As you approach the new hospital, it's hard to believe that just 18 weeks ago this site was little more than bare earth.
The first thing that becomes obvious is the sheer size of the main building.
Level one will eventually house the new emergency department, community and allied health services, maternity services and the first in-hospital Tresillian residential unit ever built in an Australian regional hospital.
Operating theatres, day procedure units for services like infusions, and administrative offices will take up residence on level two.
And on the north-facing ground floor will be a loading area for hospital support services.
The bones are well and truly there now.
And hospital staff and members of community advisory groups gathered on Monday to sign messages on a support beam which has already been fitted into the main building - a secret tribute to the hospital's future from those involved in its genesis.
Sherrie Cowie, Project Director for NSW Health Infrastructure:
But most impressively, Hansen Yuncken Project Manager Josh Crilley said his team has already finished sheeting up the two in-patient wards.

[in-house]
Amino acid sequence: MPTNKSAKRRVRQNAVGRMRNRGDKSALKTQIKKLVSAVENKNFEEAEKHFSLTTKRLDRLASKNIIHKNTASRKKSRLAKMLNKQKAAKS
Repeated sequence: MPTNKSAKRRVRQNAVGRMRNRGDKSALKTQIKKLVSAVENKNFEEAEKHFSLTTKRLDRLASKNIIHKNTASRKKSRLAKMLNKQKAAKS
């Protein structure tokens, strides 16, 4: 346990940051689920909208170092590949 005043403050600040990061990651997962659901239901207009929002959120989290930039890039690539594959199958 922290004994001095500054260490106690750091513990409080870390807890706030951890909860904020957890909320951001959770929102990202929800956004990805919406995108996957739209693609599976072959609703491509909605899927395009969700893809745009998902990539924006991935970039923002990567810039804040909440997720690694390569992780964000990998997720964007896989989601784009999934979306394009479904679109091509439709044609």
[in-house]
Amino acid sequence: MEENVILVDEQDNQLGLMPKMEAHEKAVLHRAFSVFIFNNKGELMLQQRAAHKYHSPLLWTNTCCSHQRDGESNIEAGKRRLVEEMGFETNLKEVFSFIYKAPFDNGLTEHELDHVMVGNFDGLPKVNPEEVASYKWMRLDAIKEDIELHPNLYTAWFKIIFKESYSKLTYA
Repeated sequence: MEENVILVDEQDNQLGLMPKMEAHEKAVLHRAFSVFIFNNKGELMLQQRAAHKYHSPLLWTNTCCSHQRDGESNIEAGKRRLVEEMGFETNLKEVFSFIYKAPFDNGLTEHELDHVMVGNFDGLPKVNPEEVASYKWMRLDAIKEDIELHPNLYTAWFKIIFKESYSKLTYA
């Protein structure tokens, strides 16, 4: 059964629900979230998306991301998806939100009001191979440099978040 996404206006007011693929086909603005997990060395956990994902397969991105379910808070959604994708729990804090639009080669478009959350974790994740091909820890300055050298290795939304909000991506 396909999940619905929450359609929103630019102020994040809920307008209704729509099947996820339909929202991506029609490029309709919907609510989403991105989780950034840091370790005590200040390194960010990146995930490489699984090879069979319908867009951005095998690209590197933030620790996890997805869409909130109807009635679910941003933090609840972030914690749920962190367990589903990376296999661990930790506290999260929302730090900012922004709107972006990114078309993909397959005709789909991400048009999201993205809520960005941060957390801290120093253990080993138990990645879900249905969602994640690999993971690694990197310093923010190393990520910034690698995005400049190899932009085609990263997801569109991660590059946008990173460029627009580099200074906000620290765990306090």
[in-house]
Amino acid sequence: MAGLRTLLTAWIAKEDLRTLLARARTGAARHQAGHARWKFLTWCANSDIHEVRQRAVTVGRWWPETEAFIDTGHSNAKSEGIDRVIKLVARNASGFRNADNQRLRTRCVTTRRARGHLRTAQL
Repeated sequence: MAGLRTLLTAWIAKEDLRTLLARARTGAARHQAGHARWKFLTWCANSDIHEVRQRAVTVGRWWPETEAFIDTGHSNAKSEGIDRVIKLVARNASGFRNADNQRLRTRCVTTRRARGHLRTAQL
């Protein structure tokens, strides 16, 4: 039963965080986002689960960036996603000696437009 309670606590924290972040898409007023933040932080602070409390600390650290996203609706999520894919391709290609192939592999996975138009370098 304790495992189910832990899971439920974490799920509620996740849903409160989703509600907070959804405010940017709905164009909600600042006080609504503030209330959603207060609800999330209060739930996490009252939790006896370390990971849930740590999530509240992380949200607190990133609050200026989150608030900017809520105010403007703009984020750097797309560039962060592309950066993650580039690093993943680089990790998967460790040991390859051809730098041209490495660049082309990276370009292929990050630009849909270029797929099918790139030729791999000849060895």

Tiles are ready to be mounted to the exterior walls, and services are already starting to be connected and installed inside.
Each room in both the 28-bed acute unit (general medical ward) and the smaller 14-bed subacute unit (designed for rehabilitation, and palliative and geriatric care) features a large window which will look out onto specially curated gardens. The Health Infrastructure team is currently liaising with botanical gardens staff to work on its landscaping designs.
What has been emphasised in the design process is the flexibility of rooms to transform as different needs arise. One handy feature will be drop-down cots for family members to make use of during 'end of life' care.
Looking towards the highway from the in-patient units, you can also get a sense now of the 'hospital street' - a covered atrium area which will house the main entrance, cafe and pharmacy. Visually connecting the street and the in-patient wards will be a large garden courtyard.
Construction is well on track to be finished by the latter half of next year. From there, there'll be an operational commissioning phase with staff orientation, before services are shifted across from the existing hospital and the new Macksville and District Hospital is officially open to its public.